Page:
Why Did My Credit Score Drop?

Credit scores are extremely fragile, and it’s not uncommon for them to drop suddenly. Here are a few reasons why your score is unexpectedly lower.

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Adam Moelis
Jun 9, 2022
10 min read

It’s a good idea to periodically check in on your credit score from time to time. By doing so, you’ll have a better understanding of your current financial situation, you can see what lenders see on loan applications, and you can check for any inaccuracies or mistakes. You shouldn’t underestimate the power of your credit score. It has a more significant impact on your life than you might think.

Monitoring your new credit score will give you a sensation that’s kind of like riding a roller coaster. There are going to be times when your score goes up, and there are going to be times when it drops. It’s important to understand that these drops are perfectly fine and totally fixable with the right financial moves. 

7 Reasons Your Credit Score Drops

  1. You missed a scheduled payment. 
  2. You’re using more credit than usual. 
  3. Your credit limit has been reduced. 
  4. You’ve closed a credit account. 
  5. You've applied for a new line of credit. 
  6. You recently paid off a loan. 
  7. There was a mistake in your credit report. 

It’s hard not to have a sinking feeling in your stomach when you see that your score has dropped since the last check-in. Here are some of the possible reasons why your credit score might have dropped:

You Missed a Scheduled Payment

Payment history is the single most important factor in your credit score. Whether you make payments on time accounts for 35% of your overall score. It’s pretty simple: the longer that the payment is left unpaid, the more damage that late payments will do to your score.

Being a few days late might incur a late fee, but it probably won’t get reported to the credit bureaus. However, being more than 30 days late is enough to derail your payment history. 

It could lead to a delinquency mark being attached to your credit report that will stay there for several years. It’s possible that your score can drop by more than 100 points if your payment is more than 90 days late and sent to collections.

You should double-check all of your scheduled monthly payments and make sure the funds are delivered. The chances are that you would have received an email or notice in the mail that your payment wasn’t processed on time. It might be a good idea to enlist in automatic payments to ensure that your payments are never late.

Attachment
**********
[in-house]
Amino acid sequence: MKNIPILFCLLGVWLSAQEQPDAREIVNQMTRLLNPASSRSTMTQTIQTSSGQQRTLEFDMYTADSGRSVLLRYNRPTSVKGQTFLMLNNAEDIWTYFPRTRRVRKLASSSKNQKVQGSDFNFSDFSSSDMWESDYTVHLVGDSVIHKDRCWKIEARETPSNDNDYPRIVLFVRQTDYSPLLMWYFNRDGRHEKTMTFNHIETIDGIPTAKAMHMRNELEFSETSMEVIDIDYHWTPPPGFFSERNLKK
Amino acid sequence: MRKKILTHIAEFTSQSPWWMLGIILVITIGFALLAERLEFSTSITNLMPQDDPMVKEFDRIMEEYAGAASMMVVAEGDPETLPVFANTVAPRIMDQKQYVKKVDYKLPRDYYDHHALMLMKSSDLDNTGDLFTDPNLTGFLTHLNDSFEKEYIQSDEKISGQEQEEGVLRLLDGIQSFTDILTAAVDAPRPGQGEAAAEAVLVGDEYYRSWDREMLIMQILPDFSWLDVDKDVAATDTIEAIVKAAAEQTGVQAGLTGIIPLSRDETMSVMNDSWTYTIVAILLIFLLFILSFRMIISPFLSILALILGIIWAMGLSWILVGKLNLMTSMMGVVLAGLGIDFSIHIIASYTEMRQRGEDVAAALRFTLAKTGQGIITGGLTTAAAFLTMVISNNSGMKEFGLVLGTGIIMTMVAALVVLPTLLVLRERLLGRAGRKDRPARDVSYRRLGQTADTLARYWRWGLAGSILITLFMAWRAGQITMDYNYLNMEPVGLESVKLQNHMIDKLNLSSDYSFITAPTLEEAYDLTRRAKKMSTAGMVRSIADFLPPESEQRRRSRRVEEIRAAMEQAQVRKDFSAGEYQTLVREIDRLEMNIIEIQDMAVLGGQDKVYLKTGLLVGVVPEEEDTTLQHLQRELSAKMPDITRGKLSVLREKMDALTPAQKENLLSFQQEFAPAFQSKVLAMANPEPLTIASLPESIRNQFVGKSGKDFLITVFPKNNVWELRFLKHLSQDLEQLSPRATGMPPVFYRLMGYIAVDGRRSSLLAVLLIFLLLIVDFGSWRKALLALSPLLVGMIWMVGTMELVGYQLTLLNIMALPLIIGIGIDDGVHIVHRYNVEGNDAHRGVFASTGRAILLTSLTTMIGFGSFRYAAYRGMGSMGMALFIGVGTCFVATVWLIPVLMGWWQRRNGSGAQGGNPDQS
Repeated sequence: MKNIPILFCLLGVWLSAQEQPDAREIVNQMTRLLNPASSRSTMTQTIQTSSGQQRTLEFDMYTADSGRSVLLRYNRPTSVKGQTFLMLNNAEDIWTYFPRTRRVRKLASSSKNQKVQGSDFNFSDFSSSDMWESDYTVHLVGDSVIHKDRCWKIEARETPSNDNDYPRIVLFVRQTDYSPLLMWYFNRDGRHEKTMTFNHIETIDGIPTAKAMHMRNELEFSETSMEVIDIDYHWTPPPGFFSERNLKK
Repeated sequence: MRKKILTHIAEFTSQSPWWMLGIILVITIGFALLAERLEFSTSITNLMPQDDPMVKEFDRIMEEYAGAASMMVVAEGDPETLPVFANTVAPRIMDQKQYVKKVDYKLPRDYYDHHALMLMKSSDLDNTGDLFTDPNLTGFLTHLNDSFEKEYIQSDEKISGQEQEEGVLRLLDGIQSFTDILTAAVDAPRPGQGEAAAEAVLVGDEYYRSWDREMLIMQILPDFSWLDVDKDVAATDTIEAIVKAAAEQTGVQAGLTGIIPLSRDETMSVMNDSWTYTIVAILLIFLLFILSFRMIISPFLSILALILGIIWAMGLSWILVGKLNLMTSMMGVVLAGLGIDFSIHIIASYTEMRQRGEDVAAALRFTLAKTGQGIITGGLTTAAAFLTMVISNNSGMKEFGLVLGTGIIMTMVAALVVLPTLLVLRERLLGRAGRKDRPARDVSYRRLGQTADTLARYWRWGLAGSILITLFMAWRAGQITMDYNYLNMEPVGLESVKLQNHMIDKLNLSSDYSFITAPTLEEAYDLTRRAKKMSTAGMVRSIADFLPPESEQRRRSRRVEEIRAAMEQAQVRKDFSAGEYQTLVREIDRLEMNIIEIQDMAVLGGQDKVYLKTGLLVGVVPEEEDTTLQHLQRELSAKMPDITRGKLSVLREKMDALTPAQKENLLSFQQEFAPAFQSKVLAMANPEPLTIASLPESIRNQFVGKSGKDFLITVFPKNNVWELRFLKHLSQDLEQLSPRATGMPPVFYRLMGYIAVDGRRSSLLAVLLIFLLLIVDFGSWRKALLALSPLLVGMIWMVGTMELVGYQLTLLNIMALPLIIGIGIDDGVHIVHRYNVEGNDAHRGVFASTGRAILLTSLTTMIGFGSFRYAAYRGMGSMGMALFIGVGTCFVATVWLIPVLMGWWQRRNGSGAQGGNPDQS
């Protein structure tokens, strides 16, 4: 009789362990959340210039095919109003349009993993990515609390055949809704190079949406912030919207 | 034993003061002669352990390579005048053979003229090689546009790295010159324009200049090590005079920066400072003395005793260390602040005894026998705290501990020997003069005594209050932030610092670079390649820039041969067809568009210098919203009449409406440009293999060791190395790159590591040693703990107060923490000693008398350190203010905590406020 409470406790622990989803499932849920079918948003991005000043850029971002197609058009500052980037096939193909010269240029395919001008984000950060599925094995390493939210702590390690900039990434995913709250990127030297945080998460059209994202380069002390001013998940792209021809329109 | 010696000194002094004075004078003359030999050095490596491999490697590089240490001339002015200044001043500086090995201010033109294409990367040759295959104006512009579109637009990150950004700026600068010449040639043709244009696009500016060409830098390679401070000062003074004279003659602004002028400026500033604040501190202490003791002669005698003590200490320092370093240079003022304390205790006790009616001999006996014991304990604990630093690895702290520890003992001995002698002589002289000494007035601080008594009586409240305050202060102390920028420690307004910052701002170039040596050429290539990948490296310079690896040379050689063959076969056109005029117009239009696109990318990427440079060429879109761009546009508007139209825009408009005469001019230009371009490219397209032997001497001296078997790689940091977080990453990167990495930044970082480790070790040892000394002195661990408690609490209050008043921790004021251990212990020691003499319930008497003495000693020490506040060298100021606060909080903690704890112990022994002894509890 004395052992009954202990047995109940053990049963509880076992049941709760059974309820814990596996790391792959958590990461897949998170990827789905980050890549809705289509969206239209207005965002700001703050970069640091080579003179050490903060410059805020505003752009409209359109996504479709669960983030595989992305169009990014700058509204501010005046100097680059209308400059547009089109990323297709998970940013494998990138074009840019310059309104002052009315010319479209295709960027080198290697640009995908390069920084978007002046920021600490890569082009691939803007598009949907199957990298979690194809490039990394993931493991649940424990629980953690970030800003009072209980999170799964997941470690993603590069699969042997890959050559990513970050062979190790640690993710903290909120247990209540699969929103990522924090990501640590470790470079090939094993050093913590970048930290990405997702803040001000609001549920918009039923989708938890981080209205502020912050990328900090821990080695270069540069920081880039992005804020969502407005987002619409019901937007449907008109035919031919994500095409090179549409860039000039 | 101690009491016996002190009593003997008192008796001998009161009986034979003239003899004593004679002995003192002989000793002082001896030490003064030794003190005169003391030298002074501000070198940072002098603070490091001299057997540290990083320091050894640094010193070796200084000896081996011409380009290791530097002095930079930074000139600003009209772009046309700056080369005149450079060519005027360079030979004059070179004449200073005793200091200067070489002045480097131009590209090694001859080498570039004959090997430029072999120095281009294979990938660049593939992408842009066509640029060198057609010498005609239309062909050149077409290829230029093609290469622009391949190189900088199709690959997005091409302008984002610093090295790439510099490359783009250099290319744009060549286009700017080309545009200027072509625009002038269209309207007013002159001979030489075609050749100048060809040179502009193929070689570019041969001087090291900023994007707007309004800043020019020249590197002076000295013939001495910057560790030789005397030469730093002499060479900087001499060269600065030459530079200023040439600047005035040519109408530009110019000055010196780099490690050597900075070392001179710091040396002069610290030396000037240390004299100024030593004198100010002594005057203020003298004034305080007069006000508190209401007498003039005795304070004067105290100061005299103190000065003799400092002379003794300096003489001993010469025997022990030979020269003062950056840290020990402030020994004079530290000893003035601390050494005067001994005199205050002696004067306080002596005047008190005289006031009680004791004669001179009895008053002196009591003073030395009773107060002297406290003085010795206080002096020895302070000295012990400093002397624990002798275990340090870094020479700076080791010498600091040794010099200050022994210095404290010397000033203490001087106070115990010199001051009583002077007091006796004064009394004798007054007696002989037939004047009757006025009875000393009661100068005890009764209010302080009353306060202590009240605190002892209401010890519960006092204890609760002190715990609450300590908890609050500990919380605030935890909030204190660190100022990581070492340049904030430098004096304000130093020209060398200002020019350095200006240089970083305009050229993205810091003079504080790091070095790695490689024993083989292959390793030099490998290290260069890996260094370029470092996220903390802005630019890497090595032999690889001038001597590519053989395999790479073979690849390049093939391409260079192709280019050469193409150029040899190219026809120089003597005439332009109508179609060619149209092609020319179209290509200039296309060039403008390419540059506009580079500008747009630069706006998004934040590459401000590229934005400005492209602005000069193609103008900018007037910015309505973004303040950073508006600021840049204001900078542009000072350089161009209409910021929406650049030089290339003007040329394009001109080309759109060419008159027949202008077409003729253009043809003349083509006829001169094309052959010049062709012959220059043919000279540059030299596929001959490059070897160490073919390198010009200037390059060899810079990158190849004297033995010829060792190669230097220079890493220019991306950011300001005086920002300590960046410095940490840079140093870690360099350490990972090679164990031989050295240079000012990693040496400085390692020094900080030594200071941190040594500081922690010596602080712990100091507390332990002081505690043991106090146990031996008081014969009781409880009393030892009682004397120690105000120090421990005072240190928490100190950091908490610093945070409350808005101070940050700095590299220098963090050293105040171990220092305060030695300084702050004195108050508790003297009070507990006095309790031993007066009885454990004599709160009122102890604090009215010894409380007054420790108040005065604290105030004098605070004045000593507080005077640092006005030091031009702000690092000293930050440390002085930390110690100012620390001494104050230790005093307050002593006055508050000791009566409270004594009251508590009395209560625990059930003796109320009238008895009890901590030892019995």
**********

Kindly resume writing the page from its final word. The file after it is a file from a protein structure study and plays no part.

You’re Using More Credit Than Usual

The second most important factor for your credit score is your credit utilization rate. This simple formula takes the balances on your credit accounts and divides them by your total maximum limits.

For example, let’s say that you have three credit cards with total credit limits of $500, $1,500, and $8,000. Now let’s say that you have balances of $400, $1,100, and $5,000 on your accounts. You would take your total debt of $6,500 and divide it by your total credit limit of $10,000 to calculate your credit utilization rate. In this example, you would have a credit utilization rate of 65%.

Experts suggest keeping your credit utilization rate below 30%. If you’ve recently been using your credit cards more often, you might have passed this threshold. Paying off the balances and getting under 30% should help to repair the damage to your credit.

Your Credit Limit Has Been Reduced

It’s possible that you might have surpassed the recommended credit utilization rate without making any changes to your spending. Credit card companies reserve the rate to lower the credit limit for their customers. It’s not a very common practice, but it could explain how you’ve unexpectedly used more of your available credit.

You should contact your credit card issuer to see if there have been any changes to your limit. Credit card companies only make money if you use the card that they’ve issued. There’s a chance that they’ve lowered the limit of a card that you rarely use and allocated it to another customer instead.

Along with maintaining your current credit accounts, you should also apply for new lines of credit every few years. The boost to credit limit can help reduce your credit utilization rate, and making on-time payments can help with your payment history. Ideally, you should use a credit card that gives you the strongest benefits.

You’ve Closed a Credit Account

Closing a credit account can affect your credit score in two different ways. The first way is that it will suddenly increase your credit utilization rate. As mentioned earlier, using your credit less can repair this damage. The second way is that it will affect your credit history. It’s a little bit more complicated trying to offset changes to your history.